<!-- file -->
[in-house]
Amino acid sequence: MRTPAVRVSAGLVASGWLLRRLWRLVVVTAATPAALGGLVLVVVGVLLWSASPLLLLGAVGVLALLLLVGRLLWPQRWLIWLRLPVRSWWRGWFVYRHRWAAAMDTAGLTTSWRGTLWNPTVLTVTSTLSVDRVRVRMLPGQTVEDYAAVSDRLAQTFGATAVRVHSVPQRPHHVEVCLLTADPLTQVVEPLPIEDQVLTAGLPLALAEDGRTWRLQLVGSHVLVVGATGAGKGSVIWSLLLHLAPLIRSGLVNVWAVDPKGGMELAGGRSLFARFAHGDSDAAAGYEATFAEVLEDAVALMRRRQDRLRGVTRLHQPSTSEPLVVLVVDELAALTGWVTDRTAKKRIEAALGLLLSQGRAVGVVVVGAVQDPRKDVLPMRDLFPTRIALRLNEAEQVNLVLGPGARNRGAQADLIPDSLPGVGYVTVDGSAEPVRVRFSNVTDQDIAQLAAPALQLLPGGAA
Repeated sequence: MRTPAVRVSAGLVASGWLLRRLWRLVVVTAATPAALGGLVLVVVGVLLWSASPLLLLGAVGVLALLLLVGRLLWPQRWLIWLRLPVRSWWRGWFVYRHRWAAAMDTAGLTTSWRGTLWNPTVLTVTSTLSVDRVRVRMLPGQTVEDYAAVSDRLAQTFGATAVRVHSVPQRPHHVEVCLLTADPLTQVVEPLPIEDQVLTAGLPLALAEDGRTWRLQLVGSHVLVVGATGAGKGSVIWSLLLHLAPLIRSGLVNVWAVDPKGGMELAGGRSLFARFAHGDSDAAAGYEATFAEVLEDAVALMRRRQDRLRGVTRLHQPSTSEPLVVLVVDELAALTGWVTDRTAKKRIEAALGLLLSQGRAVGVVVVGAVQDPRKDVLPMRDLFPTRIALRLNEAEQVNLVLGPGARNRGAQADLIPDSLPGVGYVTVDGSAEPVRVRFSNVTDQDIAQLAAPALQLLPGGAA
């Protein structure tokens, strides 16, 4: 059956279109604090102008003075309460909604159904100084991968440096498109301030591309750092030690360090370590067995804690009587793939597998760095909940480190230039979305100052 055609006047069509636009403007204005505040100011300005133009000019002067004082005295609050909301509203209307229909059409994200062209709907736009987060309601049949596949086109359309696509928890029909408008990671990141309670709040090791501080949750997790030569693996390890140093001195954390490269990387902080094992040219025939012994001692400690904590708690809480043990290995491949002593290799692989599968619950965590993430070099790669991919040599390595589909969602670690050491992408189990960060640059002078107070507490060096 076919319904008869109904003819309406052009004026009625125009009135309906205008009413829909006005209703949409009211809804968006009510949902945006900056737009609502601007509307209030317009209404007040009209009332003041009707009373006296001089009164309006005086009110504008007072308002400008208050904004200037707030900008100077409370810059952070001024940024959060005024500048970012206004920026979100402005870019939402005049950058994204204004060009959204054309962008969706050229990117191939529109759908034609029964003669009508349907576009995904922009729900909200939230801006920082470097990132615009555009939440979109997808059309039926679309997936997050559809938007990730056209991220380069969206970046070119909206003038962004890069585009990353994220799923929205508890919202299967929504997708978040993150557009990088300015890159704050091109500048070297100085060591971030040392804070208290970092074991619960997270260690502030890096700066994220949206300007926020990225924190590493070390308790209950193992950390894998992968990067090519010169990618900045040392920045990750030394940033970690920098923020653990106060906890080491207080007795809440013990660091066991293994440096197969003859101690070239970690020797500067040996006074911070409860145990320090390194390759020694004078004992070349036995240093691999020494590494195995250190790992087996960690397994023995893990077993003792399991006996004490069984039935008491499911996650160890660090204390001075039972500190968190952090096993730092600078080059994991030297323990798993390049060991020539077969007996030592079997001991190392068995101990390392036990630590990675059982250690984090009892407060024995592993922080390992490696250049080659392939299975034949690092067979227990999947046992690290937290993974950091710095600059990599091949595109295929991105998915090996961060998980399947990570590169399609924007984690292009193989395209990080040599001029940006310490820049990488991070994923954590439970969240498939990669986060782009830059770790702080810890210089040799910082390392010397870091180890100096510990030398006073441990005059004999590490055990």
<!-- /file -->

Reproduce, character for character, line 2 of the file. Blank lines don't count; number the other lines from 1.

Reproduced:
Amino acid sequence: MRTPAVRVSAGLVASGWLLRRLWRLVVVTAATPAALGGLVLVVVGVLLWSASPLLLLGAVGVLALLLLVGRLLWPQRWLIWLRLPVRSWWRGWFVYRHRWAAAMDTAGLTTSWRGTLWNPTVLTVTSTLSVDRVRVRMLPGQTVEDYAAVSDRLAQTFGATAVRVHSVPQRPHHVEVCLLTADPLTQVVEPLPIEDQVLTAGLPLALAEDGRTWRLQLVGSHVLVVGATGAGKGSVIWSLLLHLAPLIRSGLVNVWAVDPKGGMELAGGRSLFARFAHGDSDAAAGYEATFAEVLEDAVALMRRRQDRLRGVTRLHQPSTSEPLVVLVVDELAALTGWVTDRTAKKRIEAALGLLLSQGRAVGVVVVGAVQDPRKDVLPMRDLFPTRIALRLNEAEQVNLVLGPGARNRGAQADLIPDSLPGVGYVTVDGSAEPVRVRFSNVTDQDIAQLAAPALQLLPGGAA